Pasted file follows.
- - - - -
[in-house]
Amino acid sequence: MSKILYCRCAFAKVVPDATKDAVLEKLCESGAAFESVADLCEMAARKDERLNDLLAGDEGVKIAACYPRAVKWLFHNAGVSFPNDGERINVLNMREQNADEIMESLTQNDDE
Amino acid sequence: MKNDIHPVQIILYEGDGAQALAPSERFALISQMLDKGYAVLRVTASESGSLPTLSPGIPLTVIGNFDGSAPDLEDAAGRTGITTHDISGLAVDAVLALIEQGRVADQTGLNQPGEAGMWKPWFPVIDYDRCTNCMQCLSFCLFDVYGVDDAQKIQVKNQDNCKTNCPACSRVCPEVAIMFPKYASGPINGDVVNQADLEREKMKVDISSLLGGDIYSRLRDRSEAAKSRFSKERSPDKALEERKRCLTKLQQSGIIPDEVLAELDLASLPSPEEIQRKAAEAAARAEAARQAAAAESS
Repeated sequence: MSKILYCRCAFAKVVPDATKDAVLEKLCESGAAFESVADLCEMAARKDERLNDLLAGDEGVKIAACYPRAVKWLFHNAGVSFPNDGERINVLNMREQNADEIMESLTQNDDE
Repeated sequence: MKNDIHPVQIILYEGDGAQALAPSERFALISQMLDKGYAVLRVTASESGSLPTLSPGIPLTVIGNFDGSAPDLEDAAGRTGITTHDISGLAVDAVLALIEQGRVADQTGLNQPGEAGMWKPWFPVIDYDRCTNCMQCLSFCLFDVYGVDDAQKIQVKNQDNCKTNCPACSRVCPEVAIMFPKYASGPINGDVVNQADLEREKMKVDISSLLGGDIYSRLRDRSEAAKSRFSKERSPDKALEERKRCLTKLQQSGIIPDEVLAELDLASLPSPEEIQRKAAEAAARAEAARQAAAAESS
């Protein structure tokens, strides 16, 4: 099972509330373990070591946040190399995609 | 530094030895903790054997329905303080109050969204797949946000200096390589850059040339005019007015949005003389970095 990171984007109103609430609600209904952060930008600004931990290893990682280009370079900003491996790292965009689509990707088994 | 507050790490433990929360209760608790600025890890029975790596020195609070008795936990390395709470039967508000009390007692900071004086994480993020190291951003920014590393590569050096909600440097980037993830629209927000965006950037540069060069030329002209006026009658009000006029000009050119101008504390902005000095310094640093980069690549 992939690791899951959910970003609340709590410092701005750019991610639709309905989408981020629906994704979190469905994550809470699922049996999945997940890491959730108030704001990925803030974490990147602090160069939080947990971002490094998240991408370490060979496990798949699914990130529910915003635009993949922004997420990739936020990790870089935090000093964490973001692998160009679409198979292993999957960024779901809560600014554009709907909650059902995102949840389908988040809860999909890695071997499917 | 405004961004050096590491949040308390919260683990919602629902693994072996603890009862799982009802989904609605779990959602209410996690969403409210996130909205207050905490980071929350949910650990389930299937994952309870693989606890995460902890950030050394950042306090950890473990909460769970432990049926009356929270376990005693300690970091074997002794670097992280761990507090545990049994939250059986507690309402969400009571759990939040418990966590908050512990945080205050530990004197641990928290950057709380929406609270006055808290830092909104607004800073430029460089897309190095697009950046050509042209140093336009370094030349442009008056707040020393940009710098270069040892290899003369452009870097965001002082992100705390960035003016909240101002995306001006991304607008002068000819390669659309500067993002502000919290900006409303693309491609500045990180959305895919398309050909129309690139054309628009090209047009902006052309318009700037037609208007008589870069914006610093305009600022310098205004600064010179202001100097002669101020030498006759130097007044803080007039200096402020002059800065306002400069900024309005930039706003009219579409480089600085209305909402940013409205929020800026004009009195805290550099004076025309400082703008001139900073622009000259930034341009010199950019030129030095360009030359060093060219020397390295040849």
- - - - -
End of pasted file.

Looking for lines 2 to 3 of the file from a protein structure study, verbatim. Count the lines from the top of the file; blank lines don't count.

Amino acid sequence: MSKILYCRCAFAKVVPDATKDAVLEKLCESGAAFESVADLCEMAARKDERLNDLLAGDEGVKIAACYPRAVKWLFHNAGVSFPNDGERINVLNMREQNADEIMESLTQNDDE
Amino acid sequence: MKNDIHPVQIILYEGDGAQALAPSERFALISQMLDKGYAVLRVTASESGSLPTLSPGIPLTVIGNFDGSAPDLEDAAGRTGITTHDISGLAVDAVLALIEQGRVADQTGLNQPGEAGMWKPWFPVIDYDRCTNCMQCLSFCLFDVYGVDDAQKIQVKNQDNCKTNCPACSRVCPEVAIMFPKYASGPINGDVVNQADLEREKMKVDISSLLGGDIYSRLRDRSEAAKSRFSKERSPDKALEERKRCLTKLQQSGIIPDEVLAELDLASLPSPEEIQRKAAEAAARAEAARQAAAAESS